That would be the closest I came to winning for the rest of the event. It got harder and harder as the event wore on, leading me to realize that my oppositions knew my models better than I knew them.
My local Meta was the team I was to face next. Out of the team of five there were only two that I would feel comfortable versing, knowing that I could at least be competitive. The other three would wipe the floor with me, and it wasn’t a pretty floor to be wiped along. Lucky I got one of the two that I wanted; unfortunately he was playing Cryx, using Denegra. I’d played into Denegra once before so I knew her feat and was prepared for it, well … sort of prepared. I won the roll and chose to go second and I had inkling that he would pull out his feat on turn two, so I played conservatively on turn one so that I could use my minimal movement to back just out of his charge range. It worked for most of my beats and I went into turn three with almost all heavies intact. Sure some units were a bit worse for wear but I still was in the game. Neither of us managed any control points for the entire game as the scenario Extraction was in play and neither of us managed to get to the raised flags without losing models. This made the game an assassination game. By third turn I was starting to look a little worse for wear and it was looking like the game might be a stalemate and neither of us would get the win. With two minutes on the clock my opposition managed to find a small enough gap that he exploited and assassinated my warlock. A miscalculation of angles and distance by me allowed the assassination. In all it was a hard fought battle that took almost the entire time limit to find a winner. I was quite pleased that Denegra’s feat didn’t catch me out and I managed to make the game really competitive. It was a difficult game and very fun.
I can’t recall the scenario for this game but I do recall the faction. Khador. The reds under the bed Khador. This was the first and only game that I felt like I wanted to head-butt my opposition. I recall telling my local Meta that I played a 40-year-old virgin who still lived in his mum’s basement, and I wanted to knock his head off for taking the piss when I felt overwhelmed against a really experienced opponent. This was the first and only time I have ever felt anything negative towards an opponent. I didn’t know how to combat the list he had put together and this was the game that showed me that my opponents often know my list better than I know it. I didn’t have any armor cracking abilities and the defensive feat of Saeryn only prolonged my agony and slow death. I put myself in a killable position just to end the game. We shook hands and after finding out that I’ve only been playing for a few months he sat me down and took me through his list and talked me through why my optional Vayl 1 list would have been better to play. This was an opportunity to assess the competitiveness of the game but also that if experienced players know you haven’t been playing long, they will take the time to give you constructive feedback about their list and yours.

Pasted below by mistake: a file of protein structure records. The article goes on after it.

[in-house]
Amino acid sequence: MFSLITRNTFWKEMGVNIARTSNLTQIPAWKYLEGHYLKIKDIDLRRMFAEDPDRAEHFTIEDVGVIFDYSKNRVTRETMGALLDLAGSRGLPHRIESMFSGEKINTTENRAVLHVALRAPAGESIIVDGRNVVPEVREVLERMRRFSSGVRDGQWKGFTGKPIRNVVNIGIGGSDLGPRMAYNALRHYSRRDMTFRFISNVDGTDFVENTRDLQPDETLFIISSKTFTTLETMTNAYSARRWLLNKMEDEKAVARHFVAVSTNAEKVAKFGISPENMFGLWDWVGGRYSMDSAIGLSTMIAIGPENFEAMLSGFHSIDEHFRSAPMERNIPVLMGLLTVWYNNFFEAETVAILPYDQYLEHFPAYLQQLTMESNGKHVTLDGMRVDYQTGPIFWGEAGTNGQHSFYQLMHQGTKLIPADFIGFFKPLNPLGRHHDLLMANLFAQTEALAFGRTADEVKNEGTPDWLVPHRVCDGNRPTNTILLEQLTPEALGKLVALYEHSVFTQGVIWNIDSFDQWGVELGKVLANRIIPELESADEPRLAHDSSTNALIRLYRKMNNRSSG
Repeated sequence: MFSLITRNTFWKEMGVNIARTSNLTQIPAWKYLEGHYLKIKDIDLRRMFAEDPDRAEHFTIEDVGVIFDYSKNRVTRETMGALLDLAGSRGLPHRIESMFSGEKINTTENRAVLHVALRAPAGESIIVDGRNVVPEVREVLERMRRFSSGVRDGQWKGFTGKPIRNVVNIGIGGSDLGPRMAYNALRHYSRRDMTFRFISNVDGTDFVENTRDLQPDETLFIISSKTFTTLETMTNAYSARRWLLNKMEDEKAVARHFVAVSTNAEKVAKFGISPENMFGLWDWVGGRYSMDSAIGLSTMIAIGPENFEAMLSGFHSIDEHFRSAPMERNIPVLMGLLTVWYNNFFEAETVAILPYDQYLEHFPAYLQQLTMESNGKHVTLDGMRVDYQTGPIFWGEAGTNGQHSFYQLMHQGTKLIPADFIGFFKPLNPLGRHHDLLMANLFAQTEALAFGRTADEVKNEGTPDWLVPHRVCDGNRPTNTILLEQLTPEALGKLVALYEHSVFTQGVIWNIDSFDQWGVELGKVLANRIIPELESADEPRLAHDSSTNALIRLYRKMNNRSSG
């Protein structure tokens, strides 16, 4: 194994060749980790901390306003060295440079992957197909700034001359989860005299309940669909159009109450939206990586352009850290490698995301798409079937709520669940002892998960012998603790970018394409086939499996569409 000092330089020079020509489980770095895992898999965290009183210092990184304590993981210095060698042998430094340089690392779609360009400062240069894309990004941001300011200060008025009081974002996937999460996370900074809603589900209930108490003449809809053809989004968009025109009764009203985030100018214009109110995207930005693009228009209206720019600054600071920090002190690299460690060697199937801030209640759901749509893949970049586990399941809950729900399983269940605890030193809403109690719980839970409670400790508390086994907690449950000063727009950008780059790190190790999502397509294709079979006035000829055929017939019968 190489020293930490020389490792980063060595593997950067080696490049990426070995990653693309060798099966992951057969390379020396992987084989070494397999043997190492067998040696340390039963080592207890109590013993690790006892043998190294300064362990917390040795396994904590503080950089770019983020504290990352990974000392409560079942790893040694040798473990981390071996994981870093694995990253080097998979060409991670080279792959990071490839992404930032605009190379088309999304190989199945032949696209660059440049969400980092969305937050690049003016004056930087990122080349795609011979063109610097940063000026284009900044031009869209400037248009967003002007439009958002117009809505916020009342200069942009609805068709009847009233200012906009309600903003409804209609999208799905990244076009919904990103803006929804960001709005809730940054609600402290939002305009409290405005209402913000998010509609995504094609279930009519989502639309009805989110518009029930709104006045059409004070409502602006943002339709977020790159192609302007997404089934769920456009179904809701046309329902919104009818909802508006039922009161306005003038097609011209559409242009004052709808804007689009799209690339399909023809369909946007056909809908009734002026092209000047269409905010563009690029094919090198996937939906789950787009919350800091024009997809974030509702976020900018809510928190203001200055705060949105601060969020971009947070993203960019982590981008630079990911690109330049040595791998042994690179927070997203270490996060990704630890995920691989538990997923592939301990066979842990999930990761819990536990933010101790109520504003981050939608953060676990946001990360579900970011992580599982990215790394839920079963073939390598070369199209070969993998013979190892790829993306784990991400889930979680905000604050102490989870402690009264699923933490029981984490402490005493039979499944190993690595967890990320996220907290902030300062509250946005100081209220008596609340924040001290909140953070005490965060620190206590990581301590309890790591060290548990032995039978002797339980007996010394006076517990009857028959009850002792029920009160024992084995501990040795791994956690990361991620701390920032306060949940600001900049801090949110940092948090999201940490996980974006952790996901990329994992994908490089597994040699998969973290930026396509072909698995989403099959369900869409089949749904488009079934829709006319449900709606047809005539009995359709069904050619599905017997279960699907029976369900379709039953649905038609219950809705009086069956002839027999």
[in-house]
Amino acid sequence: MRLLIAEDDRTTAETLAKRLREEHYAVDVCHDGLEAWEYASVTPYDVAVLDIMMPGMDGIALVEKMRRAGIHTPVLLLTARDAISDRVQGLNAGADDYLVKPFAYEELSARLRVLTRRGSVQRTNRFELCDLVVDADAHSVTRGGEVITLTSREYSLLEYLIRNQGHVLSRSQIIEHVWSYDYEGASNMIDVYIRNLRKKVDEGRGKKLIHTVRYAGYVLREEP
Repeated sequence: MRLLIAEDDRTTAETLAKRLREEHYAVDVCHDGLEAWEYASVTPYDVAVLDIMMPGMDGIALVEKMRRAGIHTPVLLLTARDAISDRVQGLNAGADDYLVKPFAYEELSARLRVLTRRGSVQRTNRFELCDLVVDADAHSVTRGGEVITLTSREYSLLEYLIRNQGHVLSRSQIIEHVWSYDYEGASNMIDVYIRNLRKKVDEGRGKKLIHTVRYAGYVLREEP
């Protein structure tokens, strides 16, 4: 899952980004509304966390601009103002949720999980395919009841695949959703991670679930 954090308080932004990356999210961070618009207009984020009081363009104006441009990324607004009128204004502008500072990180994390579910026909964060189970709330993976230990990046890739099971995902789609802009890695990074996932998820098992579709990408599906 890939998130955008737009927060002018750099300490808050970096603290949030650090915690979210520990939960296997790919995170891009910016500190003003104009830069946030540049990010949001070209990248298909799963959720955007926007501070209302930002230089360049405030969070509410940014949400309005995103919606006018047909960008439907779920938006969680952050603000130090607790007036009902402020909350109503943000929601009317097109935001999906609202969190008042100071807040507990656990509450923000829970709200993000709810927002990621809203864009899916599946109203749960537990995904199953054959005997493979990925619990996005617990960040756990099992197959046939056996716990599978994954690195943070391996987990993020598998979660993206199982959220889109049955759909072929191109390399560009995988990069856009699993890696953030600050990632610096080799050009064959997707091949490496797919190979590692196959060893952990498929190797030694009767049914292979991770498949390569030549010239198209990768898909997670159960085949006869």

Overall our team came seventh out of eight teams, although the highlight was we beat my local Meta in the second game. They still finished higher than us in the overall standings but at least we beat them at the tables. It was a good experience and one that taught me plenty about my own list, and also showed me some of my shortcomings.
Things I have learned.
Order of activation is really important in making sure you have the best opportunity to win. Moving my bolt thrower before Saeryn cost me my first game. Take the time to plan during your opponent’s turn. Adjust on the fly while your opponent moves and make sure when s/he taps the clock over to your turn, you do not act rashly and go for the kill. Run your plan over in your head and make sure order of activation works to your advantage before moving the wrong model.
As a new player ask questions about a warlock / warcaster feat and spell abilities. This can make a huge difference if you have an idea of what the warlock / warcaster is capable of. It may not win you the game but it may allow for you to have an idea of how attacking or defensive you can be. If their feat is you roll one less dice on attacks you can plan for that. I knew that Denegra would pop the -2 stat feat early, so I set my warbeasts up so that when it went off I was in a relatively good position. Not all models were safe but most were. Also ask about any models that you are unfamiliar with. Most opponents have no issue in telling you about their model’s capabilities, if you ask politely and let them know that you haven’t come across that particular model before.
My next blog entry will be about my three wins. Finally the drought has been broken.